|US4918440||Nov 7, 1986||Apr 17, 1990||Furtek Frederick C||Programmable logic cell and array|
|US4959781||May 16, 1988||Sep 25, 1990||Stardent Computer, Inc.||System for assigning interrupts to least busy processor that already loaded same class of interrupt routines|
|US4967340||Nov 18, 1988||Oct 30, 1990||E-Systems, Inc.||Adaptive processing system having an array of individually configurable processing components|
|US4972314||Jul 5, 1988||Nov 20, 1990||Hughes Aircraft Company||Data flow signal processor method and apparatus|
|US5010401||Aug 11, 1988||Apr 23, 1991||Mitsubishi Denki Kabushiki Kaisha||Picture coding and decoding apparatus using vector quantization|
|US5014193||Oct 14, 1988||May 7, 1991||Compaq Computer Corporation||Dynamically configurable portable computer system|
|US5015884||Mar 7, 1990||May 14, 1991||Advanced Micro Devices, Inc.||Multiple array high performance programmable logic device family|
|US5021947||Jan 30, 1990||Jun 4, 1991||Hughes Aircraft Company||Data-flow multiprocessor architecture with three dimensional multistage interconnection network for efficient signal and data processing|
|US5023775||Oct 15, 1990||Jun 11, 1991||Intel Corporation||Software programmable logic array utilizing "and" and "or" gates|
|US5034914||Jun 16, 1988||Jul 23, 1991||Aquidneck Systems International, Inc.||Optical disk data storage method and apparatus with buffered interface|
|US5041924||Nov 30, 1988||Aug 20, 1991||Quantum Corporation||Removable and transportable hard disk subsystem|
|US5043978||Sep 21, 1989||Aug 27, 1991||Siemens Aktiengesellschaft||Circuit arrangement for telecommunications exchanges|
|US5047924||Dec 2, 1988||Sep 10, 1991||Mitsubishi Denki Kabushiki Kaisha||Microcomputer|
|US5065308||Feb 22, 1991||Nov 12, 1991||The Secretary Of State For Defence In Her Britannic Magesty's Government Of The United Kingdom Of Great Britain And Northern Ireland||Processing cell for fault tolerant arrays|
|US5072178||Jun 4, 1990||Dec 10, 1991||Hitachi, Ltd.||Method and apparatus for testing logic circuitry by applying a logical test pattern|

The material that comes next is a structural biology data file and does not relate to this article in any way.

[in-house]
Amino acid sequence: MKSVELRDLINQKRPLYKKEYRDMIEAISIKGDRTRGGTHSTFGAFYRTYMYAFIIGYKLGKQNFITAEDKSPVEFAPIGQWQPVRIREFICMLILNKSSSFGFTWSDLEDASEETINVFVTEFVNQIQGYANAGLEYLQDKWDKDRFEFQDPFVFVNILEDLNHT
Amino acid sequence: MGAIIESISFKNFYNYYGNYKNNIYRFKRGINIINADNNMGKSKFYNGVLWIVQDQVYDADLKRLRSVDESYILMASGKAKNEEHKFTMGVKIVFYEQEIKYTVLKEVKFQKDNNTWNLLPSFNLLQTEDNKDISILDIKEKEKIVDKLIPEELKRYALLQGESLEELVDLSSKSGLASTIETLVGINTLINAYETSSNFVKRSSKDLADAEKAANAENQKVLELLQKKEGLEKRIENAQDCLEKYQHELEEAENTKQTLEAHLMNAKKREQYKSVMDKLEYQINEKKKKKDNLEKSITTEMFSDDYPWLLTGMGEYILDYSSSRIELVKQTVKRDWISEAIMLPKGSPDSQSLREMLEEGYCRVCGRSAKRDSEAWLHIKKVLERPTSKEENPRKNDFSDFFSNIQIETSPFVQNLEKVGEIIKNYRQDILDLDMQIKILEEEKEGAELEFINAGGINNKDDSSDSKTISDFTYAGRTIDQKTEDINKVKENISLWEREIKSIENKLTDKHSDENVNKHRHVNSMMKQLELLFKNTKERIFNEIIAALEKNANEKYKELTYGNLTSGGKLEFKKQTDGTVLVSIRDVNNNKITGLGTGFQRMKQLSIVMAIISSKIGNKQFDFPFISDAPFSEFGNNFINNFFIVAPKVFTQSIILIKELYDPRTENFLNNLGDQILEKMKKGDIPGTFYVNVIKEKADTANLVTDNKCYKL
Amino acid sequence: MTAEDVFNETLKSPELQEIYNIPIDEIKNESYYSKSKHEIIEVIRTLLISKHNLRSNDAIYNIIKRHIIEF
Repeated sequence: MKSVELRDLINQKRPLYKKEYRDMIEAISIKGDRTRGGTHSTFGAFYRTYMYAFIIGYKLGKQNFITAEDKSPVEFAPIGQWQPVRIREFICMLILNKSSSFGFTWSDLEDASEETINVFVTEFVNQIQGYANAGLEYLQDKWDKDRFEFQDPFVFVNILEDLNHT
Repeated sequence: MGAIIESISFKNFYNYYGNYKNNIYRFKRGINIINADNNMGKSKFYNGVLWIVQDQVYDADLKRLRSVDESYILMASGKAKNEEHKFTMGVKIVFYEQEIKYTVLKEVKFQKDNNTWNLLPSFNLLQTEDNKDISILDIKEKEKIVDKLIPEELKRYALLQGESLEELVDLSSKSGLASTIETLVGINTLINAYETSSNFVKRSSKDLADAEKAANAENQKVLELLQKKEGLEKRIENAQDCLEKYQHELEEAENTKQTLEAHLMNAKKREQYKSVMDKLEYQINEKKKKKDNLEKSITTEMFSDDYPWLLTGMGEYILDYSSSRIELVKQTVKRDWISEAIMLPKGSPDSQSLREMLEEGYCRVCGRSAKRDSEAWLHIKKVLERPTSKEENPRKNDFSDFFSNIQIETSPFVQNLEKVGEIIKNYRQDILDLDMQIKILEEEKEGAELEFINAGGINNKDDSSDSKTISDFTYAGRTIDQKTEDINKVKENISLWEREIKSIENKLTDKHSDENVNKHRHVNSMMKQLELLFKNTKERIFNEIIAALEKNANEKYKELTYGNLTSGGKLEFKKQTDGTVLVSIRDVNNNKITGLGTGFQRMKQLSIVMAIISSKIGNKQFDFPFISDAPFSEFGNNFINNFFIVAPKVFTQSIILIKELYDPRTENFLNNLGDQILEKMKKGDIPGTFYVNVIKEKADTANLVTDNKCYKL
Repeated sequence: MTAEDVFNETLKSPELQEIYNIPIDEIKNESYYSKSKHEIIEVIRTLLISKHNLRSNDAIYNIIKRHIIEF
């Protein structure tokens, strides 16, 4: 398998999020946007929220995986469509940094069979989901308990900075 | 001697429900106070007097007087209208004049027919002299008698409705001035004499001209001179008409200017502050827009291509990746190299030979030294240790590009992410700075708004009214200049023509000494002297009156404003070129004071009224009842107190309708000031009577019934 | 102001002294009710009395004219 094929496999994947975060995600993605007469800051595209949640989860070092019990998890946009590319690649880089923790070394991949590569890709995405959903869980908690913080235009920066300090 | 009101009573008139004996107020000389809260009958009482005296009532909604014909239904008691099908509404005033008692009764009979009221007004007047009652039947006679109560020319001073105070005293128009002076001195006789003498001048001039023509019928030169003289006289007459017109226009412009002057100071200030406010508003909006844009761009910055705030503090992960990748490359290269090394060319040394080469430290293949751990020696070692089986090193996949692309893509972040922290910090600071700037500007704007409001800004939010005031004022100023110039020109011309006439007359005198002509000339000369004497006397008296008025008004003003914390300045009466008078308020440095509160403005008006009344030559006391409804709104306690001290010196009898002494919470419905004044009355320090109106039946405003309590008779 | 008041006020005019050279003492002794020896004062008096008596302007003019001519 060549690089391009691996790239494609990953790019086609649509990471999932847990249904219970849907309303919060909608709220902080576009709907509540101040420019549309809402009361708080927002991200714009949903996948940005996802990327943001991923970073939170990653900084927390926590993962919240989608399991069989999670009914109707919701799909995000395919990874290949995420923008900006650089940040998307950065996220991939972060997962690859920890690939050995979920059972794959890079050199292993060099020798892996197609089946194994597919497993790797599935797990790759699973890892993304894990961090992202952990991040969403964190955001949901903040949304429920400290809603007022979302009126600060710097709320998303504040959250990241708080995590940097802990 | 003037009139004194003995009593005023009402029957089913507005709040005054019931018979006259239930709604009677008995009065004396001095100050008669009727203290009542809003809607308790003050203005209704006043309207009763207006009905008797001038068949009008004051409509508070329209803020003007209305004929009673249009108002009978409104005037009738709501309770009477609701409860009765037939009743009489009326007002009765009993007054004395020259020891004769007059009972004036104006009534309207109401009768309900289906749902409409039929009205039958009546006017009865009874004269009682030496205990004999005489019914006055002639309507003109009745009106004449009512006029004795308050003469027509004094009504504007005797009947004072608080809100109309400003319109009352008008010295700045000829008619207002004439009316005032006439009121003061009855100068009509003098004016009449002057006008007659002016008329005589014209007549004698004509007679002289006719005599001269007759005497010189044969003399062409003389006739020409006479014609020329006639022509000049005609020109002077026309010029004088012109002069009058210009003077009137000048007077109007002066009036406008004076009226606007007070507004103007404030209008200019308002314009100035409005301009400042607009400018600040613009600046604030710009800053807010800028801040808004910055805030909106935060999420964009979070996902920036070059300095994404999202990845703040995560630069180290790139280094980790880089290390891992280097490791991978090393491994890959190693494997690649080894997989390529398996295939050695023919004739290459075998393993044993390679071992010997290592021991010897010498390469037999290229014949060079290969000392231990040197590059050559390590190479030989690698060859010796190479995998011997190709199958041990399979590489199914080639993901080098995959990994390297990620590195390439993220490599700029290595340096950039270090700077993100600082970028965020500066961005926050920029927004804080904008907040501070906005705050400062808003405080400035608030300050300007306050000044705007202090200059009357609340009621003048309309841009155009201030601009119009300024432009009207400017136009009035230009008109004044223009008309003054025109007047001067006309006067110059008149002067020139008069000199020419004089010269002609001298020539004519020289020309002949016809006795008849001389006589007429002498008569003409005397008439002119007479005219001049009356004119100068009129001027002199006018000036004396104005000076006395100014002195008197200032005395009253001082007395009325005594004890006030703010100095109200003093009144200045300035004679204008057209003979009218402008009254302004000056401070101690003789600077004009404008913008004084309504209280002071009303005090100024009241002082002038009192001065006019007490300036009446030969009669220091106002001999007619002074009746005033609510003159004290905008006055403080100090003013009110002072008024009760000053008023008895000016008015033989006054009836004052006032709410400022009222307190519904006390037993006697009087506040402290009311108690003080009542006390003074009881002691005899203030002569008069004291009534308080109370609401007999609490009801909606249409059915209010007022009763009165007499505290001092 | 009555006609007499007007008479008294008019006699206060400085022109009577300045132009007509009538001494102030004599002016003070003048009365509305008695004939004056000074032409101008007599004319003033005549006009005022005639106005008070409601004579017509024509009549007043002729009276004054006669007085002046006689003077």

|US5076482||Oct 5, 1990||Dec 31, 1991||The Fletcher Terry Company||Pneumatic point driver|
|US5081375||Jan 2, 1991||Jan 14, 1992||National Semiconductor Corp.||Method for operating a multiple page programmable logic device|
|US5099447||Jan 22, 1990||Mar 24, 1992||Alliant Computer Systems Corporation||Blocked matrix multiplication for computers with hierarchical memory|
|US5109503||May 22, 1989||Apr 28, 1992||Ge Fanuc Automation North America, Inc.||Apparatus with reconfigurable counter includes memory for storing plurality of counter configuration files which respectively define plurality of predetermined counters|
|US5113498||Jun 4, 1990||May 12, 1992||Echelon Corporation||Input/output section for an intelligent cell which provides sensing, bidirectional communications and control|
|US5115510||Oct 19, 1988||May 19, 1992||Sharp Kabushiki Kaisha||Multistage data flow processor with instruction packet, fetch, storage transmission and address generation controlled by destination information|
|US5123109||Mar 5, 1990||Jun 16, 1992||Thinking Machines Corporation||Parallel processor including a processor array with plural data transfer arrangements including (1) a global router and (2) a proximate-neighbor transfer system|
|US5125801||Feb 2, 1990||Jun 30, 1992||Isco, Inc.||Pumping system|
|US5128559||Aug 8, 1991||Jul 7, 1992||Sgs-Thomson Microelectronics, Inc.||Logic block for programmable logic devices|
|US5142469||Mar 29, 1990||Aug 25, 1992||Ge Fanuc Automation North America, Inc.||Method for converting a programmable logic controller hardware configuration and corresponding control program for use on a first programmable logic controller to use on a second programmable logic controller|
|US5144166||Nov 2, 1990||Sep 1, 1992||Concurrent Logic, Inc.||Programmable logic cell and array|
|US5193202||May 29, 1990||Mar 9, 1993||Wavetracer, Inc.||Processor array with relocated operand physical address generator capable of data transfer to distant physical processor for each virtual processor while simulating dimensionally larger array processor|
|US5203005||May 2, 1989||Apr 13, 1993||Horst Robert W||Cell structure for linear array wafer scale integration architecture with capability to open boundary i/o bus without neighbor acknowledgement|
|US5204935||Apr 10, 1992||Apr 20, 1993||Fuji Xerox Co., Ltd.||Programmable fuzzy logic circuits|
|US5208491||Jan 7, 1992||May 4, 1993||Washington Research Foundation||Field programmable gate array|
|US5212716||Feb 5, 1991||May 18, 1993||International Business Machines Corporation||Data edge phase sorting circuits|
|US5218302||Feb 6, 1991||Jun 8, 1993||Sun Electric Corporation||Interface for coupling an analyzer to a distributorless ignition system|